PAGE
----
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Saturday, 15 December, 2001, 15:42 GMT
Saving the Leaning Tower
Graphic, BBC
By BBC News Online's Stephen Mulvey

After 800 years in which the Leaning Tower of Pisa tilted steadily to the south, engineers have finally moved it back 45 centimetres (17 inches) and got it stable.

Ten years ago, the tower's movement, of roughly 1 millimetre per year, had brought it to the brink of collapse and made it unsafe for tourists.

The landmark has been turned into a building site, BBC
The landmark was turned into a building site
Indeed, the British engineer who has overseen the work to stabilise the tower, Professor John Burland, says it is hard to explain why the tower did not fall.

Computer models suggest that it should have toppled once it reached a tilt of 5.44 degrees - but by 1990 it was leaning by 5.5 degrees, with the seventh level, just below the belltower, overhanging the ground by 4.5 metres (15 feet).

Lead weights

The engineers solved the problem - at least for a couple of hundred years - by placing lead weights on the north side of the tower, and removing tonnes of soil from underneath the building using corkscrew drills.

Tower facts
Height: 60m
Girth: 19.6m
Mass: 14,500t
Tilt: 5.5 degrees
Commenced: 1173
Subsidence 1.86m (north) and 3.75m (south)
The tower slowly sank into the cavity created. Steel cables were attached to the tower, not to pull it upright, but to hold it up in case anything went wrong.

Professor Burland directed the drilling work from London, receiving and sending faxes every day. "It really was like riding a bicycle by fax," he said recently.

The first drilling programme began in 1999 and for the first few tense weeks nothing happened. Then, finally, it started to bring results.

In February 2000, the full extraction programme began, and more lead was placed on the north side of the tower.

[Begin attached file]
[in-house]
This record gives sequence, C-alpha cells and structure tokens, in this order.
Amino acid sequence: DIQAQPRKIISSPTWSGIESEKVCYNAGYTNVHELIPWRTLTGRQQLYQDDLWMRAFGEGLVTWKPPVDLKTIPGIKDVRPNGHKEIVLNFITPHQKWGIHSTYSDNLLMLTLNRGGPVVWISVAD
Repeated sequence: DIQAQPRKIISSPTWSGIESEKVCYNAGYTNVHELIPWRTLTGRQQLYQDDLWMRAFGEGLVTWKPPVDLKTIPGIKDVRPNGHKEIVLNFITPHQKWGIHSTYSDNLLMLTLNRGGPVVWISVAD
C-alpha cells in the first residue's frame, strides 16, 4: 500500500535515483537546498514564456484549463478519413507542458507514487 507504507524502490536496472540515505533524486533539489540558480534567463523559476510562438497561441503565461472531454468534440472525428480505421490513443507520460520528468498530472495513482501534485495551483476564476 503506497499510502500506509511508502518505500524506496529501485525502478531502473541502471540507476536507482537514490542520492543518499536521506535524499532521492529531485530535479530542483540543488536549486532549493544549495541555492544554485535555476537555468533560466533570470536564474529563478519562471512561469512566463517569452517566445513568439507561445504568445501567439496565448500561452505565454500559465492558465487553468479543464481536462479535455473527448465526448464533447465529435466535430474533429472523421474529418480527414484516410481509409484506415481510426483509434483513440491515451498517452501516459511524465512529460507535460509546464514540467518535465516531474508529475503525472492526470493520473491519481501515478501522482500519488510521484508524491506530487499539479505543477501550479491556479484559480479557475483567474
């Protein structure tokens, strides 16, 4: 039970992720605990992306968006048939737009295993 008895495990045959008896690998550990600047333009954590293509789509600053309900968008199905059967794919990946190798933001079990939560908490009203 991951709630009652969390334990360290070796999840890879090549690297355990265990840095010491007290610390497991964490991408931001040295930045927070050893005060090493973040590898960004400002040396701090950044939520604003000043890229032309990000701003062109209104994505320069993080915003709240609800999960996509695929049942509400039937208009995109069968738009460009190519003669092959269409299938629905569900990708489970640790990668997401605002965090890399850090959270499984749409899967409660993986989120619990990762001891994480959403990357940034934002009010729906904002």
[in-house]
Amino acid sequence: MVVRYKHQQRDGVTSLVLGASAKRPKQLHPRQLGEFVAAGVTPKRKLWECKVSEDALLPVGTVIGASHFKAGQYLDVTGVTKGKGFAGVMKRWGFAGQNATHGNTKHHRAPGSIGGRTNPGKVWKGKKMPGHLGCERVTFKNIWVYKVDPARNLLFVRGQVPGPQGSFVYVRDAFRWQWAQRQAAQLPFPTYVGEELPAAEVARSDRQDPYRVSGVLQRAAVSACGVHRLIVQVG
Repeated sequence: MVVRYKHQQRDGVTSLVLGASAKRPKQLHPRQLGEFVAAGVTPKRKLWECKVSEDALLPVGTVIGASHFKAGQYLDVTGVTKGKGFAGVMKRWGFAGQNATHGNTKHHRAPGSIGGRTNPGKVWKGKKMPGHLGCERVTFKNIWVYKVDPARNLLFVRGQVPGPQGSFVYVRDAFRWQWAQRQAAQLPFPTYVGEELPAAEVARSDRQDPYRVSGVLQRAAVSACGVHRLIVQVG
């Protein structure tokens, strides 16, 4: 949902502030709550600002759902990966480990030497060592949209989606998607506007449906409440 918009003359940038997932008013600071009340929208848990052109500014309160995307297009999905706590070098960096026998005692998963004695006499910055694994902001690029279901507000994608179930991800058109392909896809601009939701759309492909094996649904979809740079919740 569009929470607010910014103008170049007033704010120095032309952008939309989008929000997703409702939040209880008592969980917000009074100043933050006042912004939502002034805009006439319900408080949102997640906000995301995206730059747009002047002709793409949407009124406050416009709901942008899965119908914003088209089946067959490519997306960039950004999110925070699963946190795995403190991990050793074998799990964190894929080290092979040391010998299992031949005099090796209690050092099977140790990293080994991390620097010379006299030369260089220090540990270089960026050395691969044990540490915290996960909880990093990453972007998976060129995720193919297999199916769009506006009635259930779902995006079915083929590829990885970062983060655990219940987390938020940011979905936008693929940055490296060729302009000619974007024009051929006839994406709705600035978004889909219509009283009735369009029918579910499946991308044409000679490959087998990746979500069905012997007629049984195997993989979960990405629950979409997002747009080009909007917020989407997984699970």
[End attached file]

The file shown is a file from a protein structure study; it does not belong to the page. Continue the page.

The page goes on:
By June 2000, the tilt had been corrected by 16 cm (six inches) returning the tower to the angle it was at in 1870.

By the time work finished on 6 June, 2001, the tower had been returned to the position it was in 1838, before work to dig a walkway round the base of the tower caused it to lurch rapidly further south.

Banana shape

The tower is built on very soft sediments, which explains why it is so unstable.

Crane and the tower, BBC
A steel corset was placed around the tower
Professor Burland likens it to a tower of bricks built on a soft carpet - after it reaches a certain height it becomes shaky, and it will fall if taken any higher.

Before beginning to stabilise the tower, the team analysed the building's history, judging how far it had begun to lean by noting the mason's attempts to correct it.

As Pisans say, the tower is "banana-shaped", with the belltower 1.5 degrees closer to the vertical than the base.

The first four storeys were built in the late 12th Century, the next three in the 13th, and the belltower was added on in the 14th - there are four steps up to it on one side, and six on the other.

Professor Burland says the tower may at first have leaned to the north, leading the builders to over-correct, and send it inexorably moving south.

With each new stage of construction, another major lurch occurred.

Optimism and pessimism

The stabilisation work was complicated by the fact that the commission overseeing it was set up by an Italian Government decree that needed to be ratified at regular intervals by the Italian parliament.

Frequently, the ratification process got delayed, and work suddenly had to stop, sometimes for months on end.

Professor Burland has an optimistic scenario, and a pessimistic one.

The first says the tower has been stabilised for good. The second says that the leaning process will start again - and that in 200 or 300 years, the tower will be back where it was in 1990, on the brink of collapse.

 WATCH/LISTEN
 ON THIS STORY
The BBC's Daniel Boettcher reports
"A team of modern engineers is succeeding where others have failed"
See also:

16 Jun 00 | Europe
Leaning tower safe to climb
23 May 99 | Europe
Tower of Pisa leans less
12 Dec 98 | Europe
Leaning Tower to straighten up
11 Dec 98 | Europe
Bid to save Leaning Tower of Pisa
13 Aug 98 | Europe
Eastern promise for leaning tower
07 Sep 00 | Festival of science
Pisa tower moving to safety
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